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Question. Basic with good math libraries
03-13-2018, 08:34 AM
Post: #1
Question. Basic with good math libraries
I am following the thread about a 71B repair http://www.hpmuseum.org/forum/thread-10300.html that looks like a detective work and I like it.

The thread was also the cause that I looked about the 71B capabilities a bit more. All the other threads so far, even the 71B compendium (n1), were not enough to interest me. One can say that a "door" on a concept can be found in the least probable places.

Anyway reflecting upon the little knowledge that I have, it seems that around the 1980 a series of calculators with basic as main programming language were created by several brands. I remember an article of Valentin Albillo were he shows that a sharp pc-1211 is quite a contender for the hp41. That sharp used basic.

Now those dialect of basic had also good math capabilities. The 71B (and the 75 series) was also a calculator and the library of math functions looks large, with the Math ROM plus other ROMs (see the 71B compendium).

What I notice though is that, aside from emulators, nowadays there is no actively developed open source basic (n2) that has a strong math library readily available as the math libraries in the 71B or other basic calculators of the 80-90 . At least for what I know.

Am I mistaken? Can you point out any basic that is equipped with a math library like the 71B ?

Then another question, in the other way. Those implementation of basic, like the one for the 71B, were also ported for other architectures? Like x86? Is there a chance that were open sourced?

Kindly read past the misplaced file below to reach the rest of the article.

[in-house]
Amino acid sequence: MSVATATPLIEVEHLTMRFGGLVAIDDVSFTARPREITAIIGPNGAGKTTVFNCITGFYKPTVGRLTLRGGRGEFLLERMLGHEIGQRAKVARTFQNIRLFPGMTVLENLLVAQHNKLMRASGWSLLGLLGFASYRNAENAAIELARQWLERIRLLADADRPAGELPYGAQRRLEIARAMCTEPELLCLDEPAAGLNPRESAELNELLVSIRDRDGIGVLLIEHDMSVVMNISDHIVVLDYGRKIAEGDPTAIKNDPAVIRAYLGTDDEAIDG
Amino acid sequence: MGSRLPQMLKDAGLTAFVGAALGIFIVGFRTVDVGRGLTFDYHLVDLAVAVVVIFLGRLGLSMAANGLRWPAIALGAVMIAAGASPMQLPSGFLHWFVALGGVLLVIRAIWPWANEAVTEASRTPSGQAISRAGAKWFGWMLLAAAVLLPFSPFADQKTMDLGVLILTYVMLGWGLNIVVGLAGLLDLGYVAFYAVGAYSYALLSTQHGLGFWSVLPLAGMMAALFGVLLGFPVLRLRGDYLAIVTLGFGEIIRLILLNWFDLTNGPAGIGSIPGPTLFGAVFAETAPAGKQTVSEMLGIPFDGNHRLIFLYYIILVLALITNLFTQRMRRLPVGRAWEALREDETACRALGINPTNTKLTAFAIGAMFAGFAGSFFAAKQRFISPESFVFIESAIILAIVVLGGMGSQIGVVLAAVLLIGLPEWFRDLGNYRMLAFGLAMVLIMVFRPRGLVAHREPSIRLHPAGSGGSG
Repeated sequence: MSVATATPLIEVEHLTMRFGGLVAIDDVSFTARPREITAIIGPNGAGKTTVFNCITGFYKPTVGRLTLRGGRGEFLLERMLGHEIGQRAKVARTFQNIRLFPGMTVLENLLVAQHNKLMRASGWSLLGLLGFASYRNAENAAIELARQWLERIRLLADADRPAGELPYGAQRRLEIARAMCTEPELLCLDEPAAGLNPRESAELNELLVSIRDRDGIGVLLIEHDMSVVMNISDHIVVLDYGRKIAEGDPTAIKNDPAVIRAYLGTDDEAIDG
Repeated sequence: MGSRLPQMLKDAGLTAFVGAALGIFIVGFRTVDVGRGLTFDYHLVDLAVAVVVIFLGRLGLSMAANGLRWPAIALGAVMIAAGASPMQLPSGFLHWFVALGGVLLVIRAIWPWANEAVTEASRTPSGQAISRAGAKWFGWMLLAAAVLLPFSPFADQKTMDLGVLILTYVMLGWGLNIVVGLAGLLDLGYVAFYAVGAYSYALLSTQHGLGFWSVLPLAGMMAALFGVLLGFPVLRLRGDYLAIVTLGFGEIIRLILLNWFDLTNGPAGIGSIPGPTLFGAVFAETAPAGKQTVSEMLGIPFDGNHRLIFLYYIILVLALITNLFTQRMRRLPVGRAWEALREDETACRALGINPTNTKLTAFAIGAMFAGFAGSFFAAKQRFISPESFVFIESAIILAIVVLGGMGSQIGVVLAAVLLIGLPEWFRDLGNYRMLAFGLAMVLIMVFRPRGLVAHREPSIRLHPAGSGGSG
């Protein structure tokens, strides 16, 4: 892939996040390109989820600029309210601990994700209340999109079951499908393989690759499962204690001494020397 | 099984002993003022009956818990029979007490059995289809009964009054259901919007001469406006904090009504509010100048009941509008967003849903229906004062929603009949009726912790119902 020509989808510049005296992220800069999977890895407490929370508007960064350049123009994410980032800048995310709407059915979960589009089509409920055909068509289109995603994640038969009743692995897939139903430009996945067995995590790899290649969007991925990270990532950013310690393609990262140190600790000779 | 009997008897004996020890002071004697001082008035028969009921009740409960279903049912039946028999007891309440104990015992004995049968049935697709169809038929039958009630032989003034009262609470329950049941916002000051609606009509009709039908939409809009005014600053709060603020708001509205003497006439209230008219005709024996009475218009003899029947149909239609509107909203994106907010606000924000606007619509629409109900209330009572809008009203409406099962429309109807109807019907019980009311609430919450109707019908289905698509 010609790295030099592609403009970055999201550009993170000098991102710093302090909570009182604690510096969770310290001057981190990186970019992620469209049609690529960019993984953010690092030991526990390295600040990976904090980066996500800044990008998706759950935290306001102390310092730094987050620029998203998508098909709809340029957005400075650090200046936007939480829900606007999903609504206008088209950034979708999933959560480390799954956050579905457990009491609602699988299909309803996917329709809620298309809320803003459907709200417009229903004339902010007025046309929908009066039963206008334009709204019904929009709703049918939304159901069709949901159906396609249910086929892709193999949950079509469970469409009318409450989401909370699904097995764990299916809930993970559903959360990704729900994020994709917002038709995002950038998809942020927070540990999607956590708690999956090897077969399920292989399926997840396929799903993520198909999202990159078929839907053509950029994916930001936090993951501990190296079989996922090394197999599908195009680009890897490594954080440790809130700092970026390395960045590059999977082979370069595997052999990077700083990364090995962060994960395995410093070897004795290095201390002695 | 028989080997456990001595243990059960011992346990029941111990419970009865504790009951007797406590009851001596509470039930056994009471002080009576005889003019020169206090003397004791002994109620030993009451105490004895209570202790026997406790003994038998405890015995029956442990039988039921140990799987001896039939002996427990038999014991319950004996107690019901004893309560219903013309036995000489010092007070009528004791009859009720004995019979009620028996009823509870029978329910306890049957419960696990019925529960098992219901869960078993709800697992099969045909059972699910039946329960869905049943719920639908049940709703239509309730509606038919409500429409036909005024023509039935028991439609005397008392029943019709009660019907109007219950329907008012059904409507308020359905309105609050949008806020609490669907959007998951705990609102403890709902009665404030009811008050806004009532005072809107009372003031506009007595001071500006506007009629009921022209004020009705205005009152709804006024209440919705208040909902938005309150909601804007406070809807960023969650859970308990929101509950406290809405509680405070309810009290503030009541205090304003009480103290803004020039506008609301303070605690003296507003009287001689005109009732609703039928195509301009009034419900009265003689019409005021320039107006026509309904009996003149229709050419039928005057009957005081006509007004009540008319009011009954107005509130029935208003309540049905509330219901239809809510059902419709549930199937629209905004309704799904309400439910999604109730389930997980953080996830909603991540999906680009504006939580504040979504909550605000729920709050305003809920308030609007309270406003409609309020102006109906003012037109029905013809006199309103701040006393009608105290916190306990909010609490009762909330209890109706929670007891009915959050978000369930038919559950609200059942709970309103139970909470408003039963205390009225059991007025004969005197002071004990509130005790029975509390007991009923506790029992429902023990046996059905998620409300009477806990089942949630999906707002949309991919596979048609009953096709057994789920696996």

n1: http://www.hpmuseum.org/forum/thread-5286.htmlm that is linked in wikipedia, thanks Sylvain, Joe, Matthiaspaul and all the others contributing in that marvelous work. Also I saw that it was updated again, as some pieces were unreachable when I crawled them. I have to crawl it again and pack it in the hp calc torrent.

n2: Thus no visual basic .net or closed source implementations. Otherwise blitzmax would be great enough. But those closed source environments may "die" or be usable only with emulators or virtual machines/environments.
Also decimal basic, recently discussed, http://hp.vector.co.jp/authors/VA008683/english/ , looks promising but (a) the list of math routines are not that much, the 50g has more, although combining them may be enough, (b) I do not see it is open source and (c) I am not sure whether it is actively developed.

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03-13-2018, 11:57 AM
Post: #2
RE: Question. Basic with good math libraries
(03-13-2018 08:34 AM)pier4r Wrote:  Am I mistaken? Can you point out any basic that is equipped with a math library like the 71B ?